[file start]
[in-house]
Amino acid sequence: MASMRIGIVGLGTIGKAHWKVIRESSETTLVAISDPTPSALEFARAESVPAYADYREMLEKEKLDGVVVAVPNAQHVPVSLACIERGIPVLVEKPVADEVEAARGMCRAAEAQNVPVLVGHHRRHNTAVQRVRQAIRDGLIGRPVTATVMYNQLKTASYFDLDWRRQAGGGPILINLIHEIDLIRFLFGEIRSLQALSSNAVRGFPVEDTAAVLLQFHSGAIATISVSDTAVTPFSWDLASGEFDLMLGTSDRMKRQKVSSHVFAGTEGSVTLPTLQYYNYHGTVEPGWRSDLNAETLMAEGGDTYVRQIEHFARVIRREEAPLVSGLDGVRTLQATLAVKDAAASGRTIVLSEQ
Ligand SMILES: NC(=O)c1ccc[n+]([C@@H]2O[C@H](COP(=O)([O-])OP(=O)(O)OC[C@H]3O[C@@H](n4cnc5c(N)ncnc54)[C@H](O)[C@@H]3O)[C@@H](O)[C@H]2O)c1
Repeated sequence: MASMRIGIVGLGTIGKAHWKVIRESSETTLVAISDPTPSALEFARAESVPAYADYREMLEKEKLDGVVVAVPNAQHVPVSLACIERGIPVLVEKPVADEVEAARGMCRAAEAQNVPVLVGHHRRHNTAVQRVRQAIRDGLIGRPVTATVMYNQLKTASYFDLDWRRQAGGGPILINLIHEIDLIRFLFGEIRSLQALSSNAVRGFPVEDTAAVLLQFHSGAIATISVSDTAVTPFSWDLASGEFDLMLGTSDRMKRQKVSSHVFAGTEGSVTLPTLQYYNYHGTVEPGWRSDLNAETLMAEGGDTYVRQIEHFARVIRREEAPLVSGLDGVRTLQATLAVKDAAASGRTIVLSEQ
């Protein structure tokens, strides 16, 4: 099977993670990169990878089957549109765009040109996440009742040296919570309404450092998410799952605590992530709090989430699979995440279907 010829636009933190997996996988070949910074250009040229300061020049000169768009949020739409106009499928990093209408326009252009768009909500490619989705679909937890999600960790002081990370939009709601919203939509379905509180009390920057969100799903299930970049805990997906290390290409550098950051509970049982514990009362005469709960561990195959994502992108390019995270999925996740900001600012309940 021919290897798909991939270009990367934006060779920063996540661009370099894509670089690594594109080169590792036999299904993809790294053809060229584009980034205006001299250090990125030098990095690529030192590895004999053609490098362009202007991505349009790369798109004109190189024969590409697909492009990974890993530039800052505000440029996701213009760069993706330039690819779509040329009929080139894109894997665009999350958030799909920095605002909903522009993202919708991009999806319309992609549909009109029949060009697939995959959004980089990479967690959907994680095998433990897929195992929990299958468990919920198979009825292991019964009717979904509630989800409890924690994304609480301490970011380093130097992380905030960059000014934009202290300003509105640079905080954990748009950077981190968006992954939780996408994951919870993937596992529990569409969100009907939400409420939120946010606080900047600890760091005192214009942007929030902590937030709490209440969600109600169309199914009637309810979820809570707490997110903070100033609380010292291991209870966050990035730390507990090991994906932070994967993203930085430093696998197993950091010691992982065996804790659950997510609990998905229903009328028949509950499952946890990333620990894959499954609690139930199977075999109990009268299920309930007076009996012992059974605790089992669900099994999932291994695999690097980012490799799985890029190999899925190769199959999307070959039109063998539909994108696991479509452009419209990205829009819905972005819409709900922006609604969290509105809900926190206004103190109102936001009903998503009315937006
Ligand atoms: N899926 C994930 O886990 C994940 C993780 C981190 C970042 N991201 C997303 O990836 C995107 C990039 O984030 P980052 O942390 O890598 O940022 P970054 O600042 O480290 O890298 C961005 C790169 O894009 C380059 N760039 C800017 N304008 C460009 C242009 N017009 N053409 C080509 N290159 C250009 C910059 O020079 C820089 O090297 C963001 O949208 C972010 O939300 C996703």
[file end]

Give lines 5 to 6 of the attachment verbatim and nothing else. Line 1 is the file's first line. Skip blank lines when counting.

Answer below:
């Protein structure tokens, strides 16, 4: 099977993670990169990878089957549109765009040109996440009742040296919570309404450092998410799952605590992530709090989430699979995440279907 010829636009933190997996996988070949910074250009040229300061020049000169768009949020739409106009499928990093209408326009252009768009909500490619989705679909937890999600960790002081990370939009709601919203939509379905509180009390920057969100799903299930970049805990997906290390290409550098950051509970049982514990009362005469709960561990195959994502992108390019995270999925996740900001600012309940 021919290897798909991939270009990367934006060779920063996540661009370099894509670089690594594109080169590792036999299904993809790294053809060229584009980034205006001299250090990125030098990095690529030192590895004999053609490098362009202007991505349009790369798109004109190189024969590409697909492009990974890993530039800052505000440029996701213009760069993706330039690819779509040329009929080139894109894997665009999350958030799909920095605002909903522009993202919708991009999806319309992609549909009109029949060009697939995959959004980089990479967690959907994680095998433990897929195992929990299958468990919920198979009825292991019964009717979904509630989800409890924690994304609480301490970011380093130097992380905030960059000014934009202290300003509105640079905080954990748009950077981190968006992954939780996408994951919870993937596992529990569409969100009907939400409420939120946010606080900047600890760091005192214009942007929030902590937030709490209440969600109600169309199914009637309810979820809570707490997110903070100033609380010292291991209870966050990035730390507990090991994906932070994967993203930085430093696998197993950091010691992982065996804790659950997510609990998905229903009328028949509950499952946890990333620990894959499954609690139930199977075999109990009268299920309930007076009996012992059974605790089992669900099994999932291994695999690097980012490799799985890029190999899925190769199959999307070959039109063998539909994108696991479509452009419209990205829009819905972005819409709900922006609604969290509105809900926190206004103190109102936001009903998503009315937006
Ligand atoms: N899926 C994930 O886990 C994940 C993780 C981190 C970042 N991201 C997303 O990836 C995107 C990039 O984030 P980052 O942390 O890598 O940022 P970054 O600042 O480290 O890298 C961005 C790169 O894009 C380059 N760039 C800017 N304008 C460009 C242009 N017009 N053409 C080509 N290159 C250009 C910059 O020079 C820089 O090297 C963001 O949208 C972010 O939300 C996703």